Title
Porcine cadaver organ or virtual-reality simulation training for laparoscopic cholecystectomy : a randomized, controlled trial Porcine cadaver organ or virtual-reality simulation training for laparoscopic cholecystectomy : a randomized, controlled trial
Author
Faculty/Department
Faculty of Medicine and Health Sciences
Publication type
article
Publication
Philadelphia, Pa ,
Subject
Educational sciences
Human medicine
Source (journal)
Journal of surgical education. - Philadelphia, Pa
Volume/pages
72(2015) :3 , p. 483-490
ISSN
1931-7204
ISI
000353311400017
Carrier
E
Target language
English (eng)
Full text (Publishers DOI)
Affiliation
University of Antwerp
Abstract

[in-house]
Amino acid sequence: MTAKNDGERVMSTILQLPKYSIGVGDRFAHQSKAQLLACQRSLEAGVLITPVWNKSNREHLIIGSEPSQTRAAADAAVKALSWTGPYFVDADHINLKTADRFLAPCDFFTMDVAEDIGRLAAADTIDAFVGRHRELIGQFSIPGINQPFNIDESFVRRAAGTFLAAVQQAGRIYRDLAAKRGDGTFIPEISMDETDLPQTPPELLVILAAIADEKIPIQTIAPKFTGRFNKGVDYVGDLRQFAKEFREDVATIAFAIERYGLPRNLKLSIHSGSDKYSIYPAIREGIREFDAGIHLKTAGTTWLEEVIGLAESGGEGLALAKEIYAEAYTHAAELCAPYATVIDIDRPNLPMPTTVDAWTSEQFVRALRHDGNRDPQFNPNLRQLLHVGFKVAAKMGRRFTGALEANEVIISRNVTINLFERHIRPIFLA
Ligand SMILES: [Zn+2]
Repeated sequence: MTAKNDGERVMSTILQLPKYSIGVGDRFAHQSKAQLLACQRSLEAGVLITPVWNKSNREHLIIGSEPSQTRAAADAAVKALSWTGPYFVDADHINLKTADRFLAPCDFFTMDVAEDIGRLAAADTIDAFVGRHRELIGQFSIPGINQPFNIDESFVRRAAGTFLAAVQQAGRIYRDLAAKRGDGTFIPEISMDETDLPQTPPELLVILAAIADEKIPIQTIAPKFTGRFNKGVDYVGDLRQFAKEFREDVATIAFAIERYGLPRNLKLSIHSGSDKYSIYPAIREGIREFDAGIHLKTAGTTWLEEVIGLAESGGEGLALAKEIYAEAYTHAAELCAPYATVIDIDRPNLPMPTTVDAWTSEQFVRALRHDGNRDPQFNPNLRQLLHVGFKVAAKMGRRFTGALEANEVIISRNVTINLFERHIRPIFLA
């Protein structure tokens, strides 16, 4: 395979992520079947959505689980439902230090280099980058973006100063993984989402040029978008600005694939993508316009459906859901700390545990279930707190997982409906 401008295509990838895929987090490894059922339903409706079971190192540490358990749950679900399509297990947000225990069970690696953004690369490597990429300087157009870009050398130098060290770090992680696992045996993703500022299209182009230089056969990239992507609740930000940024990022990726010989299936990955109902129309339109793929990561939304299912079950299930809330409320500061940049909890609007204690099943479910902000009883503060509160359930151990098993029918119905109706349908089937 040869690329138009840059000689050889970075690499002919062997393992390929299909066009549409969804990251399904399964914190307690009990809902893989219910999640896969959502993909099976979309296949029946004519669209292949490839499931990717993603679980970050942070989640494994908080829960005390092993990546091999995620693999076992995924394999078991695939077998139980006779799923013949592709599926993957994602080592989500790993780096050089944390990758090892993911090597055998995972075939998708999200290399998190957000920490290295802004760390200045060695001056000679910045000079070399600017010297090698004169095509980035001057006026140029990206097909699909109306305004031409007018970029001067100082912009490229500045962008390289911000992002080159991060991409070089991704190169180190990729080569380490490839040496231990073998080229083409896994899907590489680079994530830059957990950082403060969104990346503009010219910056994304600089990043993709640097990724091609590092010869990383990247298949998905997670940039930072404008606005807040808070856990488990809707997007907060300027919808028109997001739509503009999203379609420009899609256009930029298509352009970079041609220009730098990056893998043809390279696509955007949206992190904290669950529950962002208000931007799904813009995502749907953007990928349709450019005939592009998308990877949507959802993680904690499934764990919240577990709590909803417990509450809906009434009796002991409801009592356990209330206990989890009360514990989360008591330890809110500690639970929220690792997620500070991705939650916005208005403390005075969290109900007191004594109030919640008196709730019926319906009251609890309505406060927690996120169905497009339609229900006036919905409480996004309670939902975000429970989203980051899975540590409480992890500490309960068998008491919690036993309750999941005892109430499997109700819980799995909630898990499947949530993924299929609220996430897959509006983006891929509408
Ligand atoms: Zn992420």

OBJECTIVES: As conventional laparoscopic procedural training requires live animals or cadaver organs, virtual simulation seems an attractive alternative. Therefore, we compared the transfer of training for the laparoscopic cholecystectomy from porcine cadaver organs vs virtual simulation to surgery in a live animal model in a prospective randomized trial. DESIGN: After completing an intensive training in basic laparoscopic skills, 3 groups of 10 participants proceeded with no additional training (control group), 5 hours of cholecystectomy training on cadaver organs (= organ training) or proficiency-based cholecystectomy training on the LapMentor (= virtual-reality training). Participants were evaluated on time and quality during a laparoscopic cholecystectomy on a live anaesthetized pig at baseline, 1 week (= post) and 4 months (= retention) after training. SETTING: All research was performed in the Center for Surgical Technologies, Leuven, Belgium. PARTICIPANTS: In total, 30 volunteering medical students without prior experience in laparoscopy or minimally invasive surgery from the University of Leuven (Belgium). RESULTS: The organ training group performed the procedure significantly faster than the virtual trainer and borderline significantly faster than control group at posttesting. Only 1 of 3 expert raters suggested significantly better quality of performance of the organ training group compared with both the other groups at posttesting (p < 0.01). There were no significant differences between groups at retention testing. The virtual trainer group did not outperform the control group at any time. CONCLUSIONS: For trainees who are proficient in basic laparoscopic skills, the long-term advantnge of additional procedural training, especially on a virtual but also on the conventional organ training model, remains to be proven. (C) 2015 Association of Program Directors in Surgery. Published by Elsevier Inc. All rights reserved.
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